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Year six students screened after teaching assistant at The Business Academy Bexley contracts tuberculosis

PUBLISHED: 12:05 21 July 2017

Parents taking their children out of the classroom during term time face fines from Kent County Council

Parents taking their children out of the classroom during term time face fines from Kent County Council

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Parents were informed earlier this month

Pupils as young as 10-years-old have been screened for tuberculosis at The Business Academy Bexley after a teaching assistant contracted the infectious disease.

The Erith academy, which covers primary and secondary education, was made aware of the case earlier this month by Public Health England.

A letter was sent to parents warning them of the case on July 10, with PHE bringing in specialist nurses to test those who had the “most significant contact” with the patient.

Students aged 10-15 used to receive the BCG jab to protect against TB but the injection was scrapped in 2005.

According to NHS Choices, the jab is still available to children who “have an increased risk of developing” the disease, either because they have arrived from at-risk countries in Africa, Asia or eastern Europe or they have come into contact with an infected TB patient.

A spokesperson from the school said: “The academy was notified by PHE that a year six teaching assistant had been diagnosed with tuberculosis and was being treated by specialist services.

“They were able to confirm the member of staff responded well to treatment and is no longer infectious.

“As part of the procedure for dealing with such cases, PHE came into the academy to carry out a risk assessment.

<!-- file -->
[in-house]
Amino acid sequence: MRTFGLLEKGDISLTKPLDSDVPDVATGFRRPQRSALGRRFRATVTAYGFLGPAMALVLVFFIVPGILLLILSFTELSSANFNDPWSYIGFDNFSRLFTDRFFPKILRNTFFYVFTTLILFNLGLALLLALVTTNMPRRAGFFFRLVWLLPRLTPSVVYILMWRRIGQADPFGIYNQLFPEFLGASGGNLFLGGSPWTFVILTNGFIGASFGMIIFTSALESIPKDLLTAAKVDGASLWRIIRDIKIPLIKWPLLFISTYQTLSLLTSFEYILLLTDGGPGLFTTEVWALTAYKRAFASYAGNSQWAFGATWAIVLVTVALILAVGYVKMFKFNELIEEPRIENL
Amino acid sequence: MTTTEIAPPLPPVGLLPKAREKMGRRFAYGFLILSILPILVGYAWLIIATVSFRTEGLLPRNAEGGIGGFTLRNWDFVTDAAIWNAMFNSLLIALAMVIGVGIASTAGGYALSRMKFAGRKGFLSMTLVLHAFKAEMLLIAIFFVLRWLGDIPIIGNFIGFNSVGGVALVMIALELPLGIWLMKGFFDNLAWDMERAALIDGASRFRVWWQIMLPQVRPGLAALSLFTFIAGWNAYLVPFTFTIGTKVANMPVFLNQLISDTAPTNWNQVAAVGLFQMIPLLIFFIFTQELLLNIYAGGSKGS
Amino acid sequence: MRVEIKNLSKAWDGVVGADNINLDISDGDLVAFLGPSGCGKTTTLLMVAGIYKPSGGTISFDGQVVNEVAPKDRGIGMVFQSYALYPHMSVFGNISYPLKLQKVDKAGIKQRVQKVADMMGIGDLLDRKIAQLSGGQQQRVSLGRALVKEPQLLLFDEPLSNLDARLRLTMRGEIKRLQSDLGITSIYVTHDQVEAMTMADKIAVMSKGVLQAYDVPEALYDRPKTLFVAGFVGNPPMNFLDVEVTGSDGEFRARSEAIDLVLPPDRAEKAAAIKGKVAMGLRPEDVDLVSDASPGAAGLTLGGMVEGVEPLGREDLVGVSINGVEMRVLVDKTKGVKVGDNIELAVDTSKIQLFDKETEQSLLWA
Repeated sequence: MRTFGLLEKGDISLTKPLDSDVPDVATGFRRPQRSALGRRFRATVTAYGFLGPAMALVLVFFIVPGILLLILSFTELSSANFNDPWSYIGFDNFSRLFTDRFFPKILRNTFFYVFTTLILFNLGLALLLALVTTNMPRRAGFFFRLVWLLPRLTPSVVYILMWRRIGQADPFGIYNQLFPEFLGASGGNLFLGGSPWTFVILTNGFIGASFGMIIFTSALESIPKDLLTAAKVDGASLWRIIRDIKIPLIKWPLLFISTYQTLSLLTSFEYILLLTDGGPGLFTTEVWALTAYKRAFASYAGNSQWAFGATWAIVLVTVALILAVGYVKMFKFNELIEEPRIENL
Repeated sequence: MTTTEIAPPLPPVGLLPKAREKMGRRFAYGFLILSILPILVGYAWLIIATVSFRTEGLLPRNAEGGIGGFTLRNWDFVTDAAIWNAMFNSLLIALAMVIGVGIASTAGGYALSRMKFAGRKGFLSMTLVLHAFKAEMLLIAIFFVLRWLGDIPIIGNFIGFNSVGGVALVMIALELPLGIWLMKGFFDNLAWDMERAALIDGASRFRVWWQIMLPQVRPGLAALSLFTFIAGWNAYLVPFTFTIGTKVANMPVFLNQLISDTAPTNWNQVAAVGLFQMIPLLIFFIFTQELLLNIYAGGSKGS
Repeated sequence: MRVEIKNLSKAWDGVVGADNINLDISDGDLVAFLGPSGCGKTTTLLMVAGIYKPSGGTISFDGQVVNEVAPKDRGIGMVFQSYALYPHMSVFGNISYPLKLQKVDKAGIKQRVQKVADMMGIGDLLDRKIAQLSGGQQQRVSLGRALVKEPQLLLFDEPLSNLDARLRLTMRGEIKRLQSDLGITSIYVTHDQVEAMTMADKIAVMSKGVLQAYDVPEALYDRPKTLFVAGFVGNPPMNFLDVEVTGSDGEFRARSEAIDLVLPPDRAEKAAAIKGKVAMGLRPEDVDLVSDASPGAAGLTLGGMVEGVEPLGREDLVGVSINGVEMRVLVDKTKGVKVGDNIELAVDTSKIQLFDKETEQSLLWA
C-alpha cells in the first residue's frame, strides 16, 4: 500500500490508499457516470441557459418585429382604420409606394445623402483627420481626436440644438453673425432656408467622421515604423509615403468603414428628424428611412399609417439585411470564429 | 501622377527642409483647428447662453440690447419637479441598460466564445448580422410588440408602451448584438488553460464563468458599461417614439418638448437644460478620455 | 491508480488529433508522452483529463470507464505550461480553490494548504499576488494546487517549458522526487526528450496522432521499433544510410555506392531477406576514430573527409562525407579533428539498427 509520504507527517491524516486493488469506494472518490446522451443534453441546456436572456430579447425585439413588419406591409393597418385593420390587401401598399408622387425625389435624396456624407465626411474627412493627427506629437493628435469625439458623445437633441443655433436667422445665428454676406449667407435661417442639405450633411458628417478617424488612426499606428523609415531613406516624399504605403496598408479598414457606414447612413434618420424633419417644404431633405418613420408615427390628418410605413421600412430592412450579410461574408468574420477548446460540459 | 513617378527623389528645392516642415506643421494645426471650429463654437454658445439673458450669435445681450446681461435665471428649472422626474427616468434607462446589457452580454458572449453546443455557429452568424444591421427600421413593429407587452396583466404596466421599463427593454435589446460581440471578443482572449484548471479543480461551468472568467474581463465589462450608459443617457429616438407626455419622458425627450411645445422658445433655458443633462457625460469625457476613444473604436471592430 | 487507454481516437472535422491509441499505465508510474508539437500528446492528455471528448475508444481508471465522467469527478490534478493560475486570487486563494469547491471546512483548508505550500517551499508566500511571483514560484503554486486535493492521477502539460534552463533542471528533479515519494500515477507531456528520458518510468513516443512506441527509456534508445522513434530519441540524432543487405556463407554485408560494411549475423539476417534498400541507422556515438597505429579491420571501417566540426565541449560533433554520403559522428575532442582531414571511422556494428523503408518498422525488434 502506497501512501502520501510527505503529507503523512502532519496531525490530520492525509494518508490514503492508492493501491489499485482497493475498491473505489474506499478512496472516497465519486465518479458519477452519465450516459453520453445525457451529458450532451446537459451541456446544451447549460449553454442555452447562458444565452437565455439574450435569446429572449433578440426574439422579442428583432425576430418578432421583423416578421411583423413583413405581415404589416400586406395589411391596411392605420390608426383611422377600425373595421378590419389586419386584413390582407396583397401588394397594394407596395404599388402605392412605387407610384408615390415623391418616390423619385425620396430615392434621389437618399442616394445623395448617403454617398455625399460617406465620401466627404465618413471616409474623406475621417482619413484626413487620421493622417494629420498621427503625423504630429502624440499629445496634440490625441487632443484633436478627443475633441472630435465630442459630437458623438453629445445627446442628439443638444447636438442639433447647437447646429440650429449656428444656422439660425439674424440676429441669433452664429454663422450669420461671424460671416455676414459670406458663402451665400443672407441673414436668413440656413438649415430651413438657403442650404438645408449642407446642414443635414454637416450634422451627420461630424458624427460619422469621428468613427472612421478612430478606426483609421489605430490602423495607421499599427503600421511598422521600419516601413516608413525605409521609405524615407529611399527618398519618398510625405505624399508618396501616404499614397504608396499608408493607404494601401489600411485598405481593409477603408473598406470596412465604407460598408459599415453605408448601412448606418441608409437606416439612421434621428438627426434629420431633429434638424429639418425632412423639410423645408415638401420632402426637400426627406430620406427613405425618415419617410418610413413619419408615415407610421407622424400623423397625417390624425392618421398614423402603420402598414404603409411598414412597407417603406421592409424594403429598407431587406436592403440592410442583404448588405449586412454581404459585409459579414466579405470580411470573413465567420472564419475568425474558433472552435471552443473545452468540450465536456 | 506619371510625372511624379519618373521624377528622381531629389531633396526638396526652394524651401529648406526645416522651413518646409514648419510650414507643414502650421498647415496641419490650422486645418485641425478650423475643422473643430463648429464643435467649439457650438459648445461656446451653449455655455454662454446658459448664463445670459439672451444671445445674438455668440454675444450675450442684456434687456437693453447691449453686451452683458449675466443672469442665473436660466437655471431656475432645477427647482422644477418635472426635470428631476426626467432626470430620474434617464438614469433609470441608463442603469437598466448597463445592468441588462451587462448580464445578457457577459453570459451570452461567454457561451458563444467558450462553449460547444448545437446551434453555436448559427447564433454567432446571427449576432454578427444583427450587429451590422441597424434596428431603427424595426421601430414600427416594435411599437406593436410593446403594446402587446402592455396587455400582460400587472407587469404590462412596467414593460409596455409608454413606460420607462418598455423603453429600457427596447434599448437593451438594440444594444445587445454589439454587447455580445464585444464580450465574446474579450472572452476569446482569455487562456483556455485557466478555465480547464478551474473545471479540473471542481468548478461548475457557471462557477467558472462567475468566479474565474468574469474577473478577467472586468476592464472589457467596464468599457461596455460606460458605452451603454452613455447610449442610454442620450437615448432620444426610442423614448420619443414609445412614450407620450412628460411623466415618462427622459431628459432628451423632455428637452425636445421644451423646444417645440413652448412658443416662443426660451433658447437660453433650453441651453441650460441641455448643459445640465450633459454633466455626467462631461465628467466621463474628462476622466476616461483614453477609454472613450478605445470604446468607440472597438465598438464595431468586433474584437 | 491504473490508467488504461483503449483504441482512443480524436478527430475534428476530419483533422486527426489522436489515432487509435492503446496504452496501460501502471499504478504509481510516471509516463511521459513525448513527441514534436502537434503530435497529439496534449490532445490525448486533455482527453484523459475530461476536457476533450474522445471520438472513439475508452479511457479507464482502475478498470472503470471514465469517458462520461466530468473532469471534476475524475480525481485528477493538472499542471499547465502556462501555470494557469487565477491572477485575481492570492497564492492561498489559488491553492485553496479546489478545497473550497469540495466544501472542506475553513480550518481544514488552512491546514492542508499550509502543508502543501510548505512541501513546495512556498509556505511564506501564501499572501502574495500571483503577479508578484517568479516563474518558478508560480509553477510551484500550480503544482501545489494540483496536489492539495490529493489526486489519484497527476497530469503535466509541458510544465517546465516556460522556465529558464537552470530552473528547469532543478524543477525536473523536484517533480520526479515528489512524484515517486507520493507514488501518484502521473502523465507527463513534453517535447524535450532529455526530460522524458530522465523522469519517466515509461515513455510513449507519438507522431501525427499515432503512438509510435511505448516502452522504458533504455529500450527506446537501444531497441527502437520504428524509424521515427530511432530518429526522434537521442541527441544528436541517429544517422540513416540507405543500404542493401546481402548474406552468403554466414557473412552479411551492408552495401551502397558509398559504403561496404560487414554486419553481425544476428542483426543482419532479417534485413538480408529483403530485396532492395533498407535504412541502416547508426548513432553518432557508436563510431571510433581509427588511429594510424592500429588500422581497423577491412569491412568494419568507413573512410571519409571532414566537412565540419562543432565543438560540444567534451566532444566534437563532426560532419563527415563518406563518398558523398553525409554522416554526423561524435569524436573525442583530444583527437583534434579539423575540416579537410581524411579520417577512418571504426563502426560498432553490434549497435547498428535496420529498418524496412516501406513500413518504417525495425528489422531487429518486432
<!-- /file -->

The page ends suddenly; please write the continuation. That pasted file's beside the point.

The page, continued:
“As a precaution they screened all year six staff and pupils. As part of the screening they provided fact sheets and advice to pupils and parents.

“The academy continues to follow the advice and guidance of PHE and staff and parents will be kept informed.

“There have been no other reported cases.”

Jane de Burgh, public health specialist at PHE’s South London Health Protection Team, said: “TB is a disease that typically requires close, prolonged and frequent contact before transmission occurs.

“Because of this, the greatest risk of spread is to people who live in the same household as a person with this disease. The risk to other contacts, including those in a school setting, is low.

“However, we are working closely with the school to follow national guidelines, which include identifying those with significant contact and arranging TB screening for them.

“It is important that everyone is aware of the symptoms of TB, which include a prolonged unexplained cough, fevers and weight loss. Greater awareness can mean the condition is diagnosed much faster.”

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